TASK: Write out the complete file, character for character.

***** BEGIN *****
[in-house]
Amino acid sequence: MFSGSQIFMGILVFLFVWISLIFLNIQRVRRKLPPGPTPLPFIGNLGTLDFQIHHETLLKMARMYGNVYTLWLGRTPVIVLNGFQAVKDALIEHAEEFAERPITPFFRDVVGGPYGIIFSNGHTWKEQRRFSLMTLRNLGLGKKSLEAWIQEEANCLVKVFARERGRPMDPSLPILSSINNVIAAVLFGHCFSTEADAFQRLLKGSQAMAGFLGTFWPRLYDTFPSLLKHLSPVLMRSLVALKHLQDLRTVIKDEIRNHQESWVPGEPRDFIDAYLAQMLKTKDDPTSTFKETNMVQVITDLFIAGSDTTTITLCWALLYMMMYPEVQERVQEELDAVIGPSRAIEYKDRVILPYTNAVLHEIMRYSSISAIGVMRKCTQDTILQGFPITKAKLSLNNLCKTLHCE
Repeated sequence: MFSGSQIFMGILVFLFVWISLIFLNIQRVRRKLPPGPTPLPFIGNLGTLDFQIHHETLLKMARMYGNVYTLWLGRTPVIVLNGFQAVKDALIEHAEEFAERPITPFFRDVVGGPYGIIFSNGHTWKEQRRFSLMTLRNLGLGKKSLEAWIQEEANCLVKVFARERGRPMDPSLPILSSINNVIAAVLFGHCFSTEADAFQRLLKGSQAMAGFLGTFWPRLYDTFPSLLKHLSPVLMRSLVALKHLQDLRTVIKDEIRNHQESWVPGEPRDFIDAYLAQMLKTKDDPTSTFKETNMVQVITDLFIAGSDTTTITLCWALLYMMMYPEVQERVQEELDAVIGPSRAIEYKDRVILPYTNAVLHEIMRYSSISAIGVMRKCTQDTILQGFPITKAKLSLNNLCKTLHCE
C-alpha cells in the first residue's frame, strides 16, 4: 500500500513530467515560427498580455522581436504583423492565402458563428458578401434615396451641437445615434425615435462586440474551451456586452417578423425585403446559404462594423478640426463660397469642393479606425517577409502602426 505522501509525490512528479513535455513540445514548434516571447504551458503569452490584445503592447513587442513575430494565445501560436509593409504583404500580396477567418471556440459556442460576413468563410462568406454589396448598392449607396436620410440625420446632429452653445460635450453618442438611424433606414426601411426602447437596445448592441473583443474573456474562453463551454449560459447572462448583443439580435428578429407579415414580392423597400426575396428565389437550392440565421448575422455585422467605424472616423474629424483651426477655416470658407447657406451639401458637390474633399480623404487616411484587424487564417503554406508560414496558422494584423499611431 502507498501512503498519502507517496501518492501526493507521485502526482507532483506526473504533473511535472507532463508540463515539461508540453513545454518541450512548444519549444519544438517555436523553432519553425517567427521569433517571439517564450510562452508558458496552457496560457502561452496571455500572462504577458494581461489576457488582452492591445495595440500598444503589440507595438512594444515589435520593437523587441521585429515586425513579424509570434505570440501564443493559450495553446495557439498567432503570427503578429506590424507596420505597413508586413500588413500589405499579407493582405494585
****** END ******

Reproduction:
[in-house]
Amino acid sequence: MFSGSQIFMGILVFLFVWISLIFLNIQRVRRKLPPGPTPLPFIGNLGTLDFQIHHETLLKMARMYGNVYTLWLGRTPVIVLNGFQAVKDALIEHAEEFAERPITPFFRDVVGGPYGIIFSNGHTWKEQRRFSLMTLRNLGLGKKSLEAWIQEEANCLVKVFARERGRPMDPSLPILSSINNVIAAVLFGHCFSTEADAFQRLLKGSQAMAGFLGTFWPRLYDTFPSLLKHLSPVLMRSLVALKHLQDLRTVIKDEIRNHQESWVPGEPRDFIDAYLAQMLKTKDDPTSTFKETNMVQVITDLFIAGSDTTTITLCWALLYMMMYPEVQERVQEELDAVIGPSRAIEYKDRVILPYTNAVLHEIMRYSSISAIGVMRKCTQDTILQGFPITKAKLSLNNLCKTLHCE
Repeated sequence: MFSGSQIFMGILVFLFVWISLIFLNIQRVRRKLPPGPTPLPFIGNLGTLDFQIHHETLLKMARMYGNVYTLWLGRTPVIVLNGFQAVKDALIEHAEEFAERPITPFFRDVVGGPYGIIFSNGHTWKEQRRFSLMTLRNLGLGKKSLEAWIQEEANCLVKVFARERGRPMDPSLPILSSINNVIAAVLFGHCFSTEADAFQRLLKGSQAMAGFLGTFWPRLYDTFPSLLKHLSPVLMRSLVALKHLQDLRTVIKDEIRNHQESWVPGEPRDFIDAYLAQMLKTKDDPTSTFKETNMVQVITDLFIAGSDTTTITLCWALLYMMMYPEVQERVQEELDAVIGPSRAIEYKDRVILPYTNAVLHEIMRYSSISAIGVMRKCTQDTILQGFPITKAKLSLNNLCKTLHCE
C-alpha cells in the first residue's frame, strides 16, 4: 500500500513530467515560427498580455522581436504583423492565402458563428458578401434615396451641437445615434425615435462586440474551451456586452417578423425585403446559404462594423478640426463660397469642393479606425517577409502602426 505522501509525490512528479513535455513540445514548434516571447504551458503569452490584445503592447513587442513575430494565445501560436509593409504583404500580396477567418471556440459556442460576413468563410462568406454589396448598392449607396436620410440625420446632429452653445460635450453618442438611424433606414426601411426602447437596445448592441473583443474573456474562453463551454449560459447572462448583443439580435428578429407579415414580392423597400426575396428565389437550392440565421448575422455585422467605424472616423474629424483651426477655416470658407447657406451639401458637390474633399480623404487616411484587424487564417503554406508560414496558422494584423499611431 502507498501512503498519502507517496501518492501526493507521485502526482507532483506526473504533473511535472507532463508540463515539461508540453513545454518541450512548444519549444519544438517555436523553432519553425517567427521569433517571439517564450510562452508558458496552457496560457502561452496571455500572462504577458494581461489576457488582452492591445495595440500598444503589440507595438512594444515589435520593437523587441521585429515586425513579424509570434505570440501564443493559450495553446495557439498567432503570427503578429506590424507596420505597413508586413500588413500589405499579407493582405494585